The Toronto Blue Jays focused on pitching at the 2016 trade deadline, but reportedly had interest in RF/DH Carlos Beltran
According to a Sunday report from Gerry Fraley of the Dallas News, the Toronto Blue Jays were interested in Carlos Beltran, then of the New York Yankees, ahead of the August 1st MLB trade deadline.
Back in mid-July, ESPN’s Jim Bowden reported that the Blue Jays were holding “internal discussions” on Beltran. He added at the time that Toronto had been “linked” to Melvin Upton Jr., who they added soon after.
“Toronto Blue Jays have had internal discussions about possible interest in acquiring Carlos Beltran if the Yankees decided to move him at the trade deadline according to a club source,” Bowden wrote at the time.
Frankly, there still isn’t much to go on here. Instead, it’s safest to take a surface-level view of Beltran and how he would fit the current Blue Jays roster should any of this chatter gain traction.
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First and foremost, Beltran will turn 40 years old within the first month of the 2017 season. A 19-year veteran with 2,617 hits and 421 home runs, Beltran has been one of the more dominant and consistent hitters of this generation. He hasn’t shown many signs of slowing down, either, as he posted an .850 OPS between the Yankees and Texas Rangers this past season.
Still, do the Jays have any logical room for a past-his-prime designated hitter that offers little beyond his bat? Only if a lot of other things happen first.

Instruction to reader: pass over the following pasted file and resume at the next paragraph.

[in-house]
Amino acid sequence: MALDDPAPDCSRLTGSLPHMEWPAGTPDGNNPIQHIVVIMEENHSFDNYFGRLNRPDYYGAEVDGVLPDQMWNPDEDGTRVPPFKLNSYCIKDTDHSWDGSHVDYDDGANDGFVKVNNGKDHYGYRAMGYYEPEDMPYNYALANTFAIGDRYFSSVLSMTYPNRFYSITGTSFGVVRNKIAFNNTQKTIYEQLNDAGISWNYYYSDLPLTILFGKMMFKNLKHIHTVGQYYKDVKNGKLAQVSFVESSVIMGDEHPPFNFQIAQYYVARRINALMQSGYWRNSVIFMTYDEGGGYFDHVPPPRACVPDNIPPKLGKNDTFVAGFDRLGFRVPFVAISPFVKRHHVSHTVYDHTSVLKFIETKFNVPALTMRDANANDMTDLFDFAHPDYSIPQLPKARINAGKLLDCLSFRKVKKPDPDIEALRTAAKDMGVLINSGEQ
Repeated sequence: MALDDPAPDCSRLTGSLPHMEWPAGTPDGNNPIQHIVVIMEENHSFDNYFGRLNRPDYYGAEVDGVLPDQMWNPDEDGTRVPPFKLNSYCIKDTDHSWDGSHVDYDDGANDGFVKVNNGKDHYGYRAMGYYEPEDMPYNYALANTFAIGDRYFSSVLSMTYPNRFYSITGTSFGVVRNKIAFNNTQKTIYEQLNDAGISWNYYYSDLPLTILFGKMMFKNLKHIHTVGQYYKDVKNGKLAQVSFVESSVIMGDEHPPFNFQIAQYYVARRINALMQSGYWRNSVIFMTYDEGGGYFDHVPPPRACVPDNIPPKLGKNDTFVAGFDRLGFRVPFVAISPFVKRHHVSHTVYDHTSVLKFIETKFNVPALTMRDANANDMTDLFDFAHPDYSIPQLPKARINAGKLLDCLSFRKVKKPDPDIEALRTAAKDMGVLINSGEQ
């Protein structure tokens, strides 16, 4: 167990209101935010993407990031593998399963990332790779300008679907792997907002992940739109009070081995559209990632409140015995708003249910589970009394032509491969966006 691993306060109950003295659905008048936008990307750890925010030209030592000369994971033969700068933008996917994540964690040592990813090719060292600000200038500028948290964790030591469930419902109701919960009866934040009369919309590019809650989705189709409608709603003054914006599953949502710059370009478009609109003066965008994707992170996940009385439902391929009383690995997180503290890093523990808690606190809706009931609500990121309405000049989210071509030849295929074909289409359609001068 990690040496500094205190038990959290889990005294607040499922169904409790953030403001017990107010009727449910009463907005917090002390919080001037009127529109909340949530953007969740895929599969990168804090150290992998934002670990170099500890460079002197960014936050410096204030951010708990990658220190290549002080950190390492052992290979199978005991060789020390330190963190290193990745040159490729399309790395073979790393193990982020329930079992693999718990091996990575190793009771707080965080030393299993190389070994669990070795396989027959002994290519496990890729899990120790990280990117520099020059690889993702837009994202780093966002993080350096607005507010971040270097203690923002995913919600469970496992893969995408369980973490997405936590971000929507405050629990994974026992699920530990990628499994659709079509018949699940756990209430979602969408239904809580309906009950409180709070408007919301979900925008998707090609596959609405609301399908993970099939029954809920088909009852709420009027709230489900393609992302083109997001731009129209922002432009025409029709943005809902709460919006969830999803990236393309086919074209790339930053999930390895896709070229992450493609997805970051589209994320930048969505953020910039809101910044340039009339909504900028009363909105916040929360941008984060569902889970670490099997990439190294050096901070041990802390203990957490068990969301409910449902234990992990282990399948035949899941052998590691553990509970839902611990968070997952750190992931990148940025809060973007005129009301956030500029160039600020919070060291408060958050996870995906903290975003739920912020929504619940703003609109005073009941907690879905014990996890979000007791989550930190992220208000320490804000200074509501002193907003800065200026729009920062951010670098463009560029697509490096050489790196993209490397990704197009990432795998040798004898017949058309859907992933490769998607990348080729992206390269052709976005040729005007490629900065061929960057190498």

As the Blue Jays roster currently stands, Beltran would only make sense as a “luxury signing” that comes after several other “win now” moves. If Toronto maneuvers themselves into a position where they can reasonably say that they are one veteran bat away from being a World Series contender, Beltran is a very nice option, but otherwise, it doesn’t line up.
To his credit, Beltran’s career has given Jose Bautista and Edwin Encarnacion a goal to shoot for by age 40. He’s coming off back-to-back seasons of 2.0 WAR or more and has posted an OPS over .800 in five of his last six seasons. He remains a perfectly reasonable addition for a team that is one piece away, but the Blue Jays aren’t there yet.
If they do reach that point, Beltran is also appealing in that he’s a switch-hitter. The Blue Jays have been a predominantly right-handed hitting team over the past two years and could afford to add some variety to their starting nine. With Justin Smoak under contract for next season as part of the 1B/DH picture, there is room for another bat-first player. Rowdy Tellez remains a dark horse candidate for a roster spot next spring, but if the Jays can find an excuse to give him one final year of seasoning at triple-A, there’s value in that.
Positionally, Beltran should be limited to being a primary designated hitter going forward. He’s capable of filling in as a corner outfielder in a pinch, but his value will be maximized in a bat-first role.
These Beltran rumblings are the first in a long line of loose possibilities that will be linked to the Blue Jays this winter. It could eventually make sense, but a great deal would need to happen first.